Wesley Wong of the Rowland Institute at Harvard and his colleagues have developed a unique optical tweezers system that uses a combination of interference imaging, light modulation and custom software algorithms to achieve the necessary resolution and stability to watch proteins fold. This system, which employs already-existing optical technology components, utilizes 3-D video tracking to measure the lengths of short molecular tethers with angstrom resolution (less than 1 billionth of a meter) and active feedback control for a force stability of femtoNewtons (10^-15 Newtons). Fluctuations can be glimpsed at rates faster than 100,000 frames per second -- all with inexpensive video-imaging. The act of protein folding is quantified by measuring the end-to-end distance of a single molecule while the strength of the tweezers' grip is varied.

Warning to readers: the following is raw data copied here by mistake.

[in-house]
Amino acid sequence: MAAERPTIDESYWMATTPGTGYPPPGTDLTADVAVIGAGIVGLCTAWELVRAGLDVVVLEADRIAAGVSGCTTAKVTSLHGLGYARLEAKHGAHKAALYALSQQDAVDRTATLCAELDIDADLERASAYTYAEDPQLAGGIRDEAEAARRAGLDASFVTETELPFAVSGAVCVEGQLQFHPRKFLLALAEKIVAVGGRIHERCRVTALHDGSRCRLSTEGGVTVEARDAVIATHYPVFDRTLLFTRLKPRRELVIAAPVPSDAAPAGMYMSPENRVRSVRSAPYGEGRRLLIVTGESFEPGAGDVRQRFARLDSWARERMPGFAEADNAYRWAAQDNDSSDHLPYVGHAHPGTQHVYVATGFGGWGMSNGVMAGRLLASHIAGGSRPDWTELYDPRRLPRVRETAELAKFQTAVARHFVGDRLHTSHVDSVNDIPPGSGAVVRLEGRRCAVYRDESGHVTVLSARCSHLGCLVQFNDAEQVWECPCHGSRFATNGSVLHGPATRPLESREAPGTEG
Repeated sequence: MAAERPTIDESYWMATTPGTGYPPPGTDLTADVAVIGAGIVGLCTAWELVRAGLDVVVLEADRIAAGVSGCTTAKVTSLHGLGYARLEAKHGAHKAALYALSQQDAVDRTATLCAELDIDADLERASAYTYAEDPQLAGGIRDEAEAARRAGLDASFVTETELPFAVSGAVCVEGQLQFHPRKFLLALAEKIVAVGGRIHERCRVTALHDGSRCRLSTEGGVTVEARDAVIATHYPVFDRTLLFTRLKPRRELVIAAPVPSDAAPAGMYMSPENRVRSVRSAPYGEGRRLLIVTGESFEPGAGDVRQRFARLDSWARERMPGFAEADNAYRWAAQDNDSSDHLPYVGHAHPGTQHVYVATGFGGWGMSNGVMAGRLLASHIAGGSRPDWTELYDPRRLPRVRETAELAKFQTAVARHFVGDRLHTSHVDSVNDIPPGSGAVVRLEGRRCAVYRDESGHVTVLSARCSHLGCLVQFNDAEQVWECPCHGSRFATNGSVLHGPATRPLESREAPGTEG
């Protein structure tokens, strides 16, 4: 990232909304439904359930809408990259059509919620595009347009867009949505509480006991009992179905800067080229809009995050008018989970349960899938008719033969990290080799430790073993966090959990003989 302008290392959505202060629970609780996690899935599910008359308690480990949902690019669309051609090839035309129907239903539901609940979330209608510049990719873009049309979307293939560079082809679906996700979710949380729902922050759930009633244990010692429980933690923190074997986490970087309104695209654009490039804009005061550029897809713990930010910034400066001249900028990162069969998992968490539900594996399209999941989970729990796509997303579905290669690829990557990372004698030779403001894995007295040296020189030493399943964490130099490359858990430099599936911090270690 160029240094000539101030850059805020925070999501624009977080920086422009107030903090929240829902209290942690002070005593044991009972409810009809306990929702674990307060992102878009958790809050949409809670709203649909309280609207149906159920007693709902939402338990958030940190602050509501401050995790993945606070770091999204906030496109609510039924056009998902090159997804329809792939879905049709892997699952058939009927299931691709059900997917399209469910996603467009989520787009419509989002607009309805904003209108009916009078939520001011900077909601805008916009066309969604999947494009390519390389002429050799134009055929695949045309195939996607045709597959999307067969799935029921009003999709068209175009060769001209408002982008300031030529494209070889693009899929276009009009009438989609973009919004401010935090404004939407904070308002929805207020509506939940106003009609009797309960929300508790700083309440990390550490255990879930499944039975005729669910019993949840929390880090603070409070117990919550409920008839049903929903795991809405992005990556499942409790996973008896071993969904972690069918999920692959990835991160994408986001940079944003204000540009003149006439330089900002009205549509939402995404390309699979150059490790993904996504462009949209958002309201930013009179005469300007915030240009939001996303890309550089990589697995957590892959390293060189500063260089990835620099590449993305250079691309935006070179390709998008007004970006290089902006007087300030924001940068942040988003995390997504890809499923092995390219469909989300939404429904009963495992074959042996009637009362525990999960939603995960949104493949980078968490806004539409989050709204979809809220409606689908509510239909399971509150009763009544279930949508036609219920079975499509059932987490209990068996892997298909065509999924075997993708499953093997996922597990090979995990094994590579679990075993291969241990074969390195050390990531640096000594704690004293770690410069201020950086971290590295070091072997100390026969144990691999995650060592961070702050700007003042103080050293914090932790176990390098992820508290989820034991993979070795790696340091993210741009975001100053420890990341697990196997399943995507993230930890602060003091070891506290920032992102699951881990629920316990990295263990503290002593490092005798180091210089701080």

The Wong group uses optical tweezers to study the behavior of single molecules under force in order to reveal the nanoscopic workings of biological systems. Together with their collaborators, they have used this approach to expose the molecular feedback mechanism behind the regulation of blood clotting and to determine the dynamic mechanical properties of spectrin, a structural molecule la
|Contact: Angela Stark|
Optical Society of America